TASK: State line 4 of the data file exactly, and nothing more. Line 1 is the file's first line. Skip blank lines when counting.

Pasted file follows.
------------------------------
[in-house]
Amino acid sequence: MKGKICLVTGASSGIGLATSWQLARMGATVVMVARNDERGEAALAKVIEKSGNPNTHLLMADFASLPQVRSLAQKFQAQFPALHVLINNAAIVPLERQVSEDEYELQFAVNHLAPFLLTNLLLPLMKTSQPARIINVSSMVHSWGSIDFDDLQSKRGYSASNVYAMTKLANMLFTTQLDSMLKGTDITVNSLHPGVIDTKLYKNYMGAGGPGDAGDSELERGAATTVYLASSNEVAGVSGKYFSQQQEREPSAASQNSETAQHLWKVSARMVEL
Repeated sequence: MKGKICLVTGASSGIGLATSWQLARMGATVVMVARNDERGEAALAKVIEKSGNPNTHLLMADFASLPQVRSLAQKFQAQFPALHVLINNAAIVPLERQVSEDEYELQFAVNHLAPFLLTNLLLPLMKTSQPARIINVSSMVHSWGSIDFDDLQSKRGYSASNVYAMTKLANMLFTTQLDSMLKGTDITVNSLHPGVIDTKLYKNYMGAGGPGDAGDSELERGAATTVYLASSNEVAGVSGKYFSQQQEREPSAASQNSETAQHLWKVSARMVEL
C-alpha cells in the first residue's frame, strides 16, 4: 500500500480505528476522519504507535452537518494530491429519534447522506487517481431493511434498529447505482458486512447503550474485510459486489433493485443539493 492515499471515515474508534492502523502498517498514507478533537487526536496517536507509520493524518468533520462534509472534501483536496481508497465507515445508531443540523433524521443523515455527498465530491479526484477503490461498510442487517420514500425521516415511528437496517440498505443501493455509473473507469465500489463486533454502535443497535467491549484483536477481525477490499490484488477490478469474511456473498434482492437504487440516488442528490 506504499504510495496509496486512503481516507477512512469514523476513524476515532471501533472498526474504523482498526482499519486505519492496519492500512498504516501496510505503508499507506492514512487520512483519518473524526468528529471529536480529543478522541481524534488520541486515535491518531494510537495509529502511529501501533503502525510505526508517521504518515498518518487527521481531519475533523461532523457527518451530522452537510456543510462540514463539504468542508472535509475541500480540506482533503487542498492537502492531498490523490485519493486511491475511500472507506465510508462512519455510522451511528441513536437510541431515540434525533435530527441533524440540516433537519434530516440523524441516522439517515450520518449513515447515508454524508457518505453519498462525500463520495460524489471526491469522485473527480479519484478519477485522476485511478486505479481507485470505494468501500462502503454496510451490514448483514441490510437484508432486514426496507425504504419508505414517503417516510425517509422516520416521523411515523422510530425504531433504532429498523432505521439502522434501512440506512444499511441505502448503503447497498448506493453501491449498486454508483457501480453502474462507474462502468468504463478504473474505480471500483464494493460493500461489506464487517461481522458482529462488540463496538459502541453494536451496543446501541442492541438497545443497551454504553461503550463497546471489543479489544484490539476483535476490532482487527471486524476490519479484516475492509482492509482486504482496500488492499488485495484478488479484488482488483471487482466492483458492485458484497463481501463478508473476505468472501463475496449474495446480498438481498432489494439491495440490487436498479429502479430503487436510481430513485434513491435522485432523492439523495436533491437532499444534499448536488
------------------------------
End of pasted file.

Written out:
C-alpha cells in the first residue's frame, strides 16, 4: 500500500480505528476522519504507535452537518494530491429519534447522506487517481431493511434498529447505482458486512447503550474485510459486489433493485443539493 492515499471515515474508534492502523502498517498514507478533537487526536496517536507509520493524518468533520462534509472534501483536496481508497465507515445508531443540523433524521443523515455527498465530491479526484477503490461498510442487517420514500425521516415511528437496517440498505443501493455509473473507469465500489463486533454502535443497535467491549484483536477481525477490499490484488477490478469474511456473498434482492437504487440516488442528490 506504499504510495496509496486512503481516507477512512469514523476513524476515532471501533472498526474504523482498526482499519486505519492496519492500512498504516501496510505503508499507506492514512487520512483519518473524526468528529471529536480529543478522541481524534488520541486515535491518531494510537495509529502511529501501533503502525510505526508517521504518515498518518487527521481531519475533523461532523457527518451530522452537510456543510462540514463539504468542508472535509475541500480540506482533503487542498492537502492531498490523490485519493486511491475511500472507506465510508462512519455510522451511528441513536437510541431515540434525533435530527441533524440540516433537519434530516440523524441516522439517515450520518449513515447515508454524508457518505453519498462525500463520495460524489471526491469522485473527480479519484478519477485522476485511478486505479481507485470505494468501500462502503454496510451490514448483514441490510437484508432486514426496507425504504419508505414517503417516510425517509422516520416521523411515523422510530425504531433504532429498523432505521439502522434501512440506512444499511441505502448503503447497498448506493453501491449498486454508483457501480453502474462507474462502468468504463478504473474505480471500483464494493460493500461489506464487517461481522458482529462488540463496538459502541453494536451496543446501541442492541438497545443497551454504553461503550463497546471489543479489544484490539476483535476490532482487527471486524476490519479484516475492509482492509482486504482496500488492499488485495484478488479484488482488483471487482466492483458492485458484497463481501463478508473476505468472501463475496449474495446480498438481498432489494439491495440490487436498479429502479430503487436510481430513485434513491435522485432523492439523495436533491437532499444534499448536488